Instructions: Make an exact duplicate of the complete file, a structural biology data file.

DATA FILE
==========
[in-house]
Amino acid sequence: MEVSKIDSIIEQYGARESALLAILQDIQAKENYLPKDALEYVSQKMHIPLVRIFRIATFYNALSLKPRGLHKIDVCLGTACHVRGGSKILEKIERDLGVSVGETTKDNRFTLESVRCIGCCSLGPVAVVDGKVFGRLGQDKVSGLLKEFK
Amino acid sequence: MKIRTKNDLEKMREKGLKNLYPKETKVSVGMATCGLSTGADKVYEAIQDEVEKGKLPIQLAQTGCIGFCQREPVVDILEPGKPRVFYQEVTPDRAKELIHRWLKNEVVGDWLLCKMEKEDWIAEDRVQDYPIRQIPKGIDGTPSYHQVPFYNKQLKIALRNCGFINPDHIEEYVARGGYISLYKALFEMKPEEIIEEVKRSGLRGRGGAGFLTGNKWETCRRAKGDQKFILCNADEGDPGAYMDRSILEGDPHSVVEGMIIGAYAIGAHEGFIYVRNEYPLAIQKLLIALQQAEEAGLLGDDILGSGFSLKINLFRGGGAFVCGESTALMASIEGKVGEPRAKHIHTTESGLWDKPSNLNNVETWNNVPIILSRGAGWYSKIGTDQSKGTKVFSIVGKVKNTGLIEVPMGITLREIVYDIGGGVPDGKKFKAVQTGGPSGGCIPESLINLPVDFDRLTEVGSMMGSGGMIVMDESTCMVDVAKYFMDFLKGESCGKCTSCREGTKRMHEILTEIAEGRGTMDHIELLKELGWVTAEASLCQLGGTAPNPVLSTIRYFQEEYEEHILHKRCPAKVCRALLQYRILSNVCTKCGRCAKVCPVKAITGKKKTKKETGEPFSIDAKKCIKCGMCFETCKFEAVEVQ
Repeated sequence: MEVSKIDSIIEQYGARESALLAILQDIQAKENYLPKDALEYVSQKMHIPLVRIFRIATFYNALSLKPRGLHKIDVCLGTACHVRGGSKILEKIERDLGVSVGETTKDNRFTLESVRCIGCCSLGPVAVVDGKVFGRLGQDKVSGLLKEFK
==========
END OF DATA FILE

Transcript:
[in-house]
Amino acid sequence: MEVSKIDSIIEQYGARESALLAILQDIQAKENYLPKDALEYVSQKMHIPLVRIFRIATFYNALSLKPRGLHKIDVCLGTACHVRGGSKILEKIERDLGVSVGETTKDNRFTLESVRCIGCCSLGPVAVVDGKVFGRLGQDKVSGLLKEFK
Amino acid sequence: MKIRTKNDLEKMREKGLKNLYPKETKVSVGMATCGLSTGADKVYEAIQDEVEKGKLPIQLAQTGCIGFCQREPVVDILEPGKPRVFYQEVTPDRAKELIHRWLKNEVVGDWLLCKMEKEDWIAEDRVQDYPIRQIPKGIDGTPSYHQVPFYNKQLKIALRNCGFINPDHIEEYVARGGYISLYKALFEMKPEEIIEEVKRSGLRGRGGAGFLTGNKWETCRRAKGDQKFILCNADEGDPGAYMDRSILEGDPHSVVEGMIIGAYAIGAHEGFIYVRNEYPLAIQKLLIALQQAEEAGLLGDDILGSGFSLKINLFRGGGAFVCGESTALMASIEGKVGEPRAKHIHTTESGLWDKPSNLNNVETWNNVPIILSRGAGWYSKIGTDQSKGTKVFSIVGKVKNTGLIEVPMGITLREIVYDIGGGVPDGKKFKAVQTGGPSGGCIPESLINLPVDFDRLTEVGSMMGSGGMIVMDESTCMVDVAKYFMDFLKGESCGKCTSCREGTKRMHEILTEIAEGRGTMDHIELLKELGWVTAEASLCQLGGTAPNPVLSTIRYFQEEYEEHILHKRCPAKVCRALLQYRILSNVCTKCGRCAKVCPVKAITGKKKTKKETGEPFSIDAKKCIKCGMCFETCKFEAVEVQ
Repeated sequence: MEVSKIDSIIEQYGARESALLAILQDIQAKENYLPKDALEYVSQKMHIPLVRIFRIATFYNALSLKPRGLHKIDVCLGTACHVRGGSKILEKIERDLGVSVGETTKDNRFTLESVRCIGCCSLGPVAVVDGKVFGRLGQDKVSGLLKEFK